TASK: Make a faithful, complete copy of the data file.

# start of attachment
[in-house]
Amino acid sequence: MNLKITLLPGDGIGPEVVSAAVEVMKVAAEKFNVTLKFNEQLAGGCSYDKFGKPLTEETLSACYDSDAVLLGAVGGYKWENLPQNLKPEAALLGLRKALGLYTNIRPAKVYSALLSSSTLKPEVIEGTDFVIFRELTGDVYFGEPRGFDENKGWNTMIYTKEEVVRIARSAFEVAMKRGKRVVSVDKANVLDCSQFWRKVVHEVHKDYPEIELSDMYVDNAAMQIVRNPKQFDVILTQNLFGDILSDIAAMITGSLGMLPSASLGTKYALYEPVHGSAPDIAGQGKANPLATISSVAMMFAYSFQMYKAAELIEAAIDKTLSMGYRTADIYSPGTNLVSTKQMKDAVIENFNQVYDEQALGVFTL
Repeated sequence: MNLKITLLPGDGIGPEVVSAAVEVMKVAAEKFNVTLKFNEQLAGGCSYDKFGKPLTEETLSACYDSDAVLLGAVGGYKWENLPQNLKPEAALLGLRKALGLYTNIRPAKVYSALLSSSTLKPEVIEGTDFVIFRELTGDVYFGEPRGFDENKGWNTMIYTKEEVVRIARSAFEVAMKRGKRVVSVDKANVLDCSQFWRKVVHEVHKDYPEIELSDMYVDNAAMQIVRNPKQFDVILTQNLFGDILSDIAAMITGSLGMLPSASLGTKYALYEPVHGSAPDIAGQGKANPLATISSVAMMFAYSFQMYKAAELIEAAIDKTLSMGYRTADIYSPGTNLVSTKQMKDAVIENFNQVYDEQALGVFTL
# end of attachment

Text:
[in-house]
Amino acid sequence: MNLKITLLPGDGIGPEVVSAAVEVMKVAAEKFNVTLKFNEQLAGGCSYDKFGKPLTEETLSACYDSDAVLLGAVGGYKWENLPQNLKPEAALLGLRKALGLYTNIRPAKVYSALLSSSTLKPEVIEGTDFVIFRELTGDVYFGEPRGFDENKGWNTMIYTKEEVVRIARSAFEVAMKRGKRVVSVDKANVLDCSQFWRKVVHEVHKDYPEIELSDMYVDNAAMQIVRNPKQFDVILTQNLFGDILSDIAAMITGSLGMLPSASLGTKYALYEPVHGSAPDIAGQGKANPLATISSVAMMFAYSFQMYKAAELIEAAIDKTLSMGYRTADIYSPGTNLVSTKQMKDAVIENFNQVYDEQALGVFTL
Repeated sequence: MNLKITLLPGDGIGPEVVSAAVEVMKVAAEKFNVTLKFNEQLAGGCSYDKFGKPLTEETLSACYDSDAVLLGAVGGYKWENLPQNLKPEAALLGLRKALGLYTNIRPAKVYSALLSSSTLKPEVIEGTDFVIFRELTGDVYFGEPRGFDENKGWNTMIYTKEEVVRIARSAFEVAMKRGKRVVSVDKANVLDCSQFWRKVVHEVHKDYPEIELSDMYVDNAAMQIVRNPKQFDVILTQNLFGDILSDIAAMITGSLGMLPSASLGTKYALYEPVHGSAPDIAGQGKANPLATISSVAMMFAYSFQMYKAAELIEAAIDKTLSMGYRTADIYSPGTNLVSTKQMKDAVIENFNQVYDEQALGVFTL